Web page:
…soon available on Amazon!
…soon available on Amazon!
Brad and his girlfriend Ashley kept us pretty darn busy during our recent visit to Chico. Ashley planned an action packed Saturday, beginning with a wildflower walk atop North Table Mountain near Oroville, California.
Formed by ancient lava flows, and looking suspiciously like our own Upper and Lower Table Rocks just outside Medford, Oregon, it rises 1582 feet above the valley floor. The wildflowers were spectacular!
We meandered along a series of interconnected trails, eventually arriving at Hollow Falls where we cautiously followed Ashley down the face the cliff you see behind us in the above photo. Fortunately, we discovered a trail that led us easily (and safely) back up to the top.
After a quick bite to eat, we took a short drive north of Chico for some wine tasting at The Abbey of our Lady of New Clairvaux, located in the tiny town of Vina. The history of the land dates back to 1843 when it was a part of a 22,000-acre Mexican land grant. Established in in 1955, the monastery sits on 600 acres and is one of only 17 Trappist-Cistercian monasteries in the United States.
Our tasting included a variety of whites and reds, all of which were quite good. Even Brad, who loves his beer, admitted the reds were pretty good.
New Clairvaux Vineyard offers a unique setting and is well worth the detour when traveling through Northern California.
Of the twenty-one missions that dot the coast of California, La Purisima Mission, in Lompoc, has always been a favorite of mine. As kids, my friends and I used to pack a picnic lunch and ride our bikes out to the mission grounds, eager to explore the gardens, pat the livestock and wander through history.
Years later my three boys loved their childhood visits to La Purisima just as much as I did…so on a recent trip home for my Dad's 90th birthday, Reg and I returned with two of my (now adult) sons to relive the memories.
La Purisima is one of the most completely and authentically restored missions, so be prepared to let your imagination take you on a trip back through time.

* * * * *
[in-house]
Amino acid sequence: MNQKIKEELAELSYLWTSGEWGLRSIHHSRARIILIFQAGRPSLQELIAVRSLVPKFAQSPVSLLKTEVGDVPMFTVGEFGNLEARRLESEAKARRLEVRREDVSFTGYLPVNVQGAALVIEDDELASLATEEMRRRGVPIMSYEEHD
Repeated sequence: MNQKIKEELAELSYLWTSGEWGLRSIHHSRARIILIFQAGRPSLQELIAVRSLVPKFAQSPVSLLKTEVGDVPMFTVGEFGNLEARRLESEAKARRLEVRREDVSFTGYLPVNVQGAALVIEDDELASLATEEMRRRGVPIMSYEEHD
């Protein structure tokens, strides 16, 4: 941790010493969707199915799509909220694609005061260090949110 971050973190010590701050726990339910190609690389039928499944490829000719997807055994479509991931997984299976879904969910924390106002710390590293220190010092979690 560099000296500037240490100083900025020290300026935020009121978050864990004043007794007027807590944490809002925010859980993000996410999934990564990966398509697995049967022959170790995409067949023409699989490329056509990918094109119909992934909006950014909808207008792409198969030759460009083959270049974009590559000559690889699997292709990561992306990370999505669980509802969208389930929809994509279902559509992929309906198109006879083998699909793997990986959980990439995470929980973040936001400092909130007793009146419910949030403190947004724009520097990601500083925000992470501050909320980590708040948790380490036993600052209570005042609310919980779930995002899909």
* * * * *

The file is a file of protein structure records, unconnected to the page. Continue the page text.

Individual rooms are furnished as they would have been when it was a bustling community hub. Wander into the church, shops, blacksmith shop, living quarters and more.
Wear your walking shoes. There are miles of hiking trails around the perimeter of this 1,860 acre park as well as paths through the gardens and around the buildings.
The Visitors Center is the best place to learn the history of La Purisima and to start your tour. Be sure to allow enough time to see this treasure of California's Central Coast…and don't forget your lunch!
We packed up our courage Saturday morning, and set off for Canyons in Park City, Utah. We had 11:30 reservations for the ride of our lives.
During our lift ride up the mountain, our instructor Matt spoke enthusiastically about his job and all the improvements that are currently under construction around the Park City area. He was a great salesman…after we all successfully made our first run down the 800 foot Red Pine Zip Line, he announced that it was our last chance to upgrade to the Epic Tour.
Pleased with ourselves for having conquered our first 800 foot zip and feeling a little cocky, we all accepted the challenge and signed on to ride down the Lookout zip line, a 2,111 foot drop over the treetops above Lookout Canyon.
Once we reached the loading platform, there was only one way down…unless we were willing to take the long hike back to the resort. I must say, I gave it some thought as I watched Andrew and Leah disappear into the distance…
The brochure promised “It's more fun at Park City,” so we got an early start today to determine if it was true.
Our first stop was the Alpine Coaster, an elevated track that winds through more than a mile of twisting turns, racing beneath the trees at speeds of up to 30 mph. After a short lesson on braking and accelerating, we were sent up the hill.
Warmed up and ready to go, we jumped on the lift and rode up to 8,000 feet for a ride on one of the four the Alpine Slides, a luge-like track that would speed us back down the hill.
Our first attempt was rained out, and we were sent back to the bottom in a Suburban. Fortunately, the afternoon sunshine allowed us multiple trips down the mile-long course.